The Crystal Shard 30. The Battle of Icewind Dale
The people of Bryn Shander heard the fighting out on the field, but it wasn’t until the lightening of full dawn that they could see what was happening. They cheered the dwarves wildly and were amazed when the barbarians crashed into Kessell’s ranks, hacking down goblins with gleeful abandon.
Cassius and Glensather, in their customary positions upon the wall, pondered the unexpected turn of events, undecided as to whether or not they should release their forces into the fray.
“Barbarians?” gawked Glensather. “Are they our friends or foes?”
“They kill orcs,” Cassius answered. “They are friends!”
Out on Maer Dualdon, Kemp and the others also heard the clang of battle, though they couldn’t see who was involved. Even more confusing, a second fight had begun, this one to the southwest, in the town of Bremen. Had the men of Bryn Shander come out and attacked? Or was Akar Kessell’s force destroying itself around him?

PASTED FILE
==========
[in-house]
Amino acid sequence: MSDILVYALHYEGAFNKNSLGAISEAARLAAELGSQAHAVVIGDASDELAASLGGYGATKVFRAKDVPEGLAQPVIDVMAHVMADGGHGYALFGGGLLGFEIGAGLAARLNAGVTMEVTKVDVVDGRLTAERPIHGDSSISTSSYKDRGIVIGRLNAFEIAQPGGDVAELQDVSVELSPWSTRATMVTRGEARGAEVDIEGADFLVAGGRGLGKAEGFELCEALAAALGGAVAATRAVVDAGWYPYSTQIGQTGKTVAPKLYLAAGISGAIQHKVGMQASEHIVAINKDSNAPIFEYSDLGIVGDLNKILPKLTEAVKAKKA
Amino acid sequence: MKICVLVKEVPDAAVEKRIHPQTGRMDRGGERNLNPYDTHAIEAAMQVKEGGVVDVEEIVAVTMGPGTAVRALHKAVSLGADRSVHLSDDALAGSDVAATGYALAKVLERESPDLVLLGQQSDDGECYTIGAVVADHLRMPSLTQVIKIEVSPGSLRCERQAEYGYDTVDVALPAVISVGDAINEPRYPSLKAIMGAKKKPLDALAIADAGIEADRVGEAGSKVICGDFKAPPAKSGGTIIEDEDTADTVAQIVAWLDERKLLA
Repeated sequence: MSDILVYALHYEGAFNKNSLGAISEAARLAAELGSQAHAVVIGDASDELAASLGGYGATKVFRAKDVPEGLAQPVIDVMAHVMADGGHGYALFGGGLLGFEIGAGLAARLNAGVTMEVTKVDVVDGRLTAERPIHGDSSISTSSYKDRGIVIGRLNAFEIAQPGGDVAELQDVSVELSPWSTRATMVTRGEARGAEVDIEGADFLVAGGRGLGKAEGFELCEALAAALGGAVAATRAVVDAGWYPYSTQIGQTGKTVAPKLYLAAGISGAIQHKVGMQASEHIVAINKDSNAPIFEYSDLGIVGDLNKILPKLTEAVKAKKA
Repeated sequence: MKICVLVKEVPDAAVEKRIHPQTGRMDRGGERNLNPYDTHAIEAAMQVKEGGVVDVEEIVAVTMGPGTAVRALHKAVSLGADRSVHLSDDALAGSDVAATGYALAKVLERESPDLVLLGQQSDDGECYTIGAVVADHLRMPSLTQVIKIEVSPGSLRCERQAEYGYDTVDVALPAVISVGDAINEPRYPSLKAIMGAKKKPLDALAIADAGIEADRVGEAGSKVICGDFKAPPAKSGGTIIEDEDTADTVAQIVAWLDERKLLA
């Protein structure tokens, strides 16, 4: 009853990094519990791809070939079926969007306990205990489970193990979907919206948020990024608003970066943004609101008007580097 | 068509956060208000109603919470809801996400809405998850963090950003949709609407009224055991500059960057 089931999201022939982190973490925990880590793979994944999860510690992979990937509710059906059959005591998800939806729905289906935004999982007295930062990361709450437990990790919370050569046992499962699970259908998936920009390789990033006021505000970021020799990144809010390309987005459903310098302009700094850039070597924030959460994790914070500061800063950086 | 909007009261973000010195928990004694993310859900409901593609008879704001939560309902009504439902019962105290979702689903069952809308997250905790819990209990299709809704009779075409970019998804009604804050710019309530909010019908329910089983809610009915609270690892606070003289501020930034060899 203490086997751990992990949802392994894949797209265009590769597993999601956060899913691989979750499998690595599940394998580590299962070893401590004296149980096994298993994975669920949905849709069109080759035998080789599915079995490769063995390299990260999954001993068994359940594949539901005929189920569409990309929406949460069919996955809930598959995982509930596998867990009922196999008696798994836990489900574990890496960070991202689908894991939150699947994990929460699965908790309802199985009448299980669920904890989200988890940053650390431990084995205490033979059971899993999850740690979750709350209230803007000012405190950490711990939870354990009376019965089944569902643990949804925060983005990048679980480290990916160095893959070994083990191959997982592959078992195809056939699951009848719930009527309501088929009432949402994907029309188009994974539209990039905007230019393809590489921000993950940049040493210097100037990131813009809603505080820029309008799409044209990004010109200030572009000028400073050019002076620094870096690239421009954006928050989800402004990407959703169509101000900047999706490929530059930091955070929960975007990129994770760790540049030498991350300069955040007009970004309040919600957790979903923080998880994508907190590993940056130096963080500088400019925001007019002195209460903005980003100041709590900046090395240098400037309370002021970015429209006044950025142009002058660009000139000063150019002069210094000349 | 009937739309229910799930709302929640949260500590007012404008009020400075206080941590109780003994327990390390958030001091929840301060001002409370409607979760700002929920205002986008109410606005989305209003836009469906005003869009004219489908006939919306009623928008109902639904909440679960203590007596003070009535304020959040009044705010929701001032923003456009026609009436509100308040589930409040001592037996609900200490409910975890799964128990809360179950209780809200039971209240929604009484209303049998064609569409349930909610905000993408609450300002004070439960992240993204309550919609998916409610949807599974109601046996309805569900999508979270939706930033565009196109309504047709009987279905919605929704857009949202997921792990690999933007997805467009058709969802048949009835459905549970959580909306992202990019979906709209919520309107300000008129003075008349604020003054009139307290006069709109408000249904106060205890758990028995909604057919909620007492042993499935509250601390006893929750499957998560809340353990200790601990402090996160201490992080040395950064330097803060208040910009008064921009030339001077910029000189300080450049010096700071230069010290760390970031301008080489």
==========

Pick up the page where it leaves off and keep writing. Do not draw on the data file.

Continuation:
Then Cryshal-Tirith suddenly fell dark, its once glassy and vibrant sides taking on an opaque, deathly stillness.
“Regis,” muttered Cassius, sensing the tower’s loss of power. “If ever a hero we had!”
The tower shuddered and shook. Great cracks appeared over the length of its walls. Then it broke apart.
The monster army looked on in horrified disbelief as the bastion of the wizard they had come to worship as a god came crashing down.
The horns in Bryn Shander began to blow. Kemp’s people cheered wildly and rushed for the oars. Jensin Brent’s forward scouts signaled back the startling news to the fleet on Lac Dinneshere, who in turn relayed the message to Redwaters. Throughout the temporary sanctuaries that hid the routed people of Ten-Towns came the same command.
The army assembled inside the great gates of Bryn Shander’s wall poured out of the courtyard and onto the field. The fleets of Caer-Konig and Caer-Dineval on Lac Dinneshere and Good Mead and Dougan’s Hole in the south lifted their sails to catch the east wind and raced across the lakes. The four fleets assembled on Maer Dualdon rowed hard, bucking that same wind in their haste to get revenge.
In a whirlwind rush of chaos and surprise, the final Battle of Icewind Dale had begun.
* * *
Regis rolled out of the way as the embattled creatures tumbled past again, claws and fangs tearing and ripping in a desperate struggle. Normally, Guenhwyvar would have had little trouble dispatching the helldog, but in its weakened state, the cat found itself fighting for its life. The hound’s hot breath seared black fur; its great fangs bit into muscled neck.